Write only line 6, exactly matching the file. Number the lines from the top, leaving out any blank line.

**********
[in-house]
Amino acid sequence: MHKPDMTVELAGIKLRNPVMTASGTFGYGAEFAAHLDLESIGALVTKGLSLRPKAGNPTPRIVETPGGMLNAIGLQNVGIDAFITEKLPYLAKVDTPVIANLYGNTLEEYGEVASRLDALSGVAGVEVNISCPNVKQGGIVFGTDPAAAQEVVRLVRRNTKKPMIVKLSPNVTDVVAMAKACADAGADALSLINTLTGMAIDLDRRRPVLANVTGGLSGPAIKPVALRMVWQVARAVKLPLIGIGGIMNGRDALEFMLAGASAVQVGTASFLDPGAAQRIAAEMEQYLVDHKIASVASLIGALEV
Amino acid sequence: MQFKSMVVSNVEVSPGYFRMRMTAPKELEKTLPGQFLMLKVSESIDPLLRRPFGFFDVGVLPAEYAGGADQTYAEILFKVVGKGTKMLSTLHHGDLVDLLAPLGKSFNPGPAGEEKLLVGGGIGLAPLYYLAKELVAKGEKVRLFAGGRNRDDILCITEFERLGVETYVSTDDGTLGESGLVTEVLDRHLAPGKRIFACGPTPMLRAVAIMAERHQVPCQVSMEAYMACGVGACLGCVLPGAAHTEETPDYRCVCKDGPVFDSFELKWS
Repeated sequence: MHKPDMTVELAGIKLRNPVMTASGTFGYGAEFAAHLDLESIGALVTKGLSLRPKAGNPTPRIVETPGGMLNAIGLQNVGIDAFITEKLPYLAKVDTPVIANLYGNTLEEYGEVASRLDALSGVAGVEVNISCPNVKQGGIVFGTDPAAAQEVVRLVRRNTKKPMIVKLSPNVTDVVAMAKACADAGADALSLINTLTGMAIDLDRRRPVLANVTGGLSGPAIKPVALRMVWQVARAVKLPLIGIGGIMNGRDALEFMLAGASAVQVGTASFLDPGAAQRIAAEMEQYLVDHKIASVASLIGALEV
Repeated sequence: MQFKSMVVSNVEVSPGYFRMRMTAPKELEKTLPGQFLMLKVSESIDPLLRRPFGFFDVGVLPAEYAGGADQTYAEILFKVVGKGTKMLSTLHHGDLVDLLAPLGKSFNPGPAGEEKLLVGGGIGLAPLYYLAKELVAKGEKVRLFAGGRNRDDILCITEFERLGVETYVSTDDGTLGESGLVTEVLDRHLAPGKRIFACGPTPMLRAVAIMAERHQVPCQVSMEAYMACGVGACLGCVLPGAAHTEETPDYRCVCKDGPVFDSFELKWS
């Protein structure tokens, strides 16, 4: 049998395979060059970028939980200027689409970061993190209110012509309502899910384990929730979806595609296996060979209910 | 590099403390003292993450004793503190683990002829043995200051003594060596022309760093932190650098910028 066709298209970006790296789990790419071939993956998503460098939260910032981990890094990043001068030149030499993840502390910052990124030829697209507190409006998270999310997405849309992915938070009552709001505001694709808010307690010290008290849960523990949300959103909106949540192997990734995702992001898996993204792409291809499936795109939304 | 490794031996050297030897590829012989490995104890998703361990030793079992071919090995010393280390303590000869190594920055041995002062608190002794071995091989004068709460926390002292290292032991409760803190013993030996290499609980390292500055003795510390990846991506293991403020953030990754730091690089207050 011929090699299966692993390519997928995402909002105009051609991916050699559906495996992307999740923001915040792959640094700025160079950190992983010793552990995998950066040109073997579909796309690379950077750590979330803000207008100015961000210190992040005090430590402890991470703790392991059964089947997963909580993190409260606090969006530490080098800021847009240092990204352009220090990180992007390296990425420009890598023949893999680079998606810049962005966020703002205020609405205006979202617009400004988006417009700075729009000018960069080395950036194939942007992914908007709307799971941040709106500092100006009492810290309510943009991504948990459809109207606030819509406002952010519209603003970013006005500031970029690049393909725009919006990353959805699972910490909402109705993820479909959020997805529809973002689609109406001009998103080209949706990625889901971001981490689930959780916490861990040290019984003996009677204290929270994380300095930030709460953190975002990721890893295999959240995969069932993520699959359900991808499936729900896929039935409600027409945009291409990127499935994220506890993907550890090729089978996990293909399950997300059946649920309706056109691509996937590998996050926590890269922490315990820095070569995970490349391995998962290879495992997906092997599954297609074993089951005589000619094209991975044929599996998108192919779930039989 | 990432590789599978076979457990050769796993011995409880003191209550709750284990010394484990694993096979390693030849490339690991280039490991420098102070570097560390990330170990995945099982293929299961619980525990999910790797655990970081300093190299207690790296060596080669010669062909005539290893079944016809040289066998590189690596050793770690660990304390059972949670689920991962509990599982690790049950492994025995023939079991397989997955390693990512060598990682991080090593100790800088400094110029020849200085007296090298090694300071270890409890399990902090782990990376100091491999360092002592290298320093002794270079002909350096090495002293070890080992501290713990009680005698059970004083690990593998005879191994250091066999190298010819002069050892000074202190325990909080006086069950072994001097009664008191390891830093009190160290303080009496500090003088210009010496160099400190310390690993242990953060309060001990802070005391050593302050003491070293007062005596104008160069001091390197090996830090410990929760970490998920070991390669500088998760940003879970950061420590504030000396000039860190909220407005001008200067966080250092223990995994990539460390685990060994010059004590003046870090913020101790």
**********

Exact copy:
């Protein structure tokens, strides 16, 4: 049998395979060059970028939980200027689409970061993190209110012509309502899910384990929730979806595609296996060979209910 | 590099403390003292993450004793503190683990002829043995200051003594060596022309760093932190650098910028 066709298209970006790296789990790419071939993956998503460098939260910032981990890094990043001068030149030499993840502390910052990124030829697209507190409006998270999310997405849309992915938070009552709001505001694709808010307690010290008290849960523990949300959103909106949540192997990734995702992001898996993204792409291809499936795109939304 | 490794031996050297030897590829012989490995104890998703361990030793079992071919090995010393280390303590000869190594920055041995002062608190002794071995091989004068709460926390002292290292032991409760803190013993030996290499609980390292500055003795510390990846991506293991403020953030990754730091690089207050 011929090699299966692993390519997928995402909002105009051609991916050699559906495996992307999740923001915040792959640094700025160079950190992983010793552990995998950066040109073997579909796309690379950077750590979330803000207008100015961000210190992040005090430590402890991470703790392991059964089947997963909580993190409260606090969006530490080098800021847009240092990204352009220090990180992007390296990425420009890598023949893999680079998606810049962005966020703002205020609405205006979202617009400004988006417009700075729009000018960069080395950036194939942007992914908007709307799971941040709106500092100006009492810290309510943009991504948990459809109207606030819509406002952010519209603003970013006005500031970029690049393909725009919006990353959805699972910490909402109705993820479909959020997805529809973002689609109406001009998103080209949706990625889901971001981490689930959780916490861990040290019984003996009677204290929270994380300095930030709460953190975002990721890893295999959240995969069932993520699959359900991808499936729900896929039935409600027409945009291409990127499935994220506890993907550890090729089978996990293909399950997300059946649920309706056109691509996937590998996050926590890269922490315990820095070569995970490349391995998962290879495992997906092997599954297609074993089951005589000619094209991975044929599996998108192919779930039989 | 990432590789599978076979457990050769796993011995409880003191209550709750284990010394484990694993096979390693030849490339690991280039490991420098102070570097560390990330170990995945099982293929299961619980525990999910790797655990970081300093190299207690790296060596080669010669062909005539290893079944016809040289066998590189690596050793770690660990304390059972949670689920991962509990599982690790049950492994025995023939079991397989997955390693990512060598990682991080090593100790800088400094110029020849200085007296090298090694300071270890409890399990902090782990990376100091491999360092002592290298320093002794270079002909350096090495002293070890080992501290713990009680005698059970004083690990593998005879191994250091066999190298010819002069050892000074202190325990909080006086069950072994001097009664008191390891830093009190160290303080009496500090003088210009010496160099400190310390690993242990953060309060001990802070005391050593302050003491070293007062005596104008160069001091390197090996830090410990929760970490998920070991390669500088998760940003879970950061420590504030000396000039860190909220407005001008200067966080250092223990995994990539460390685990060994010059004590003046870090913020101790």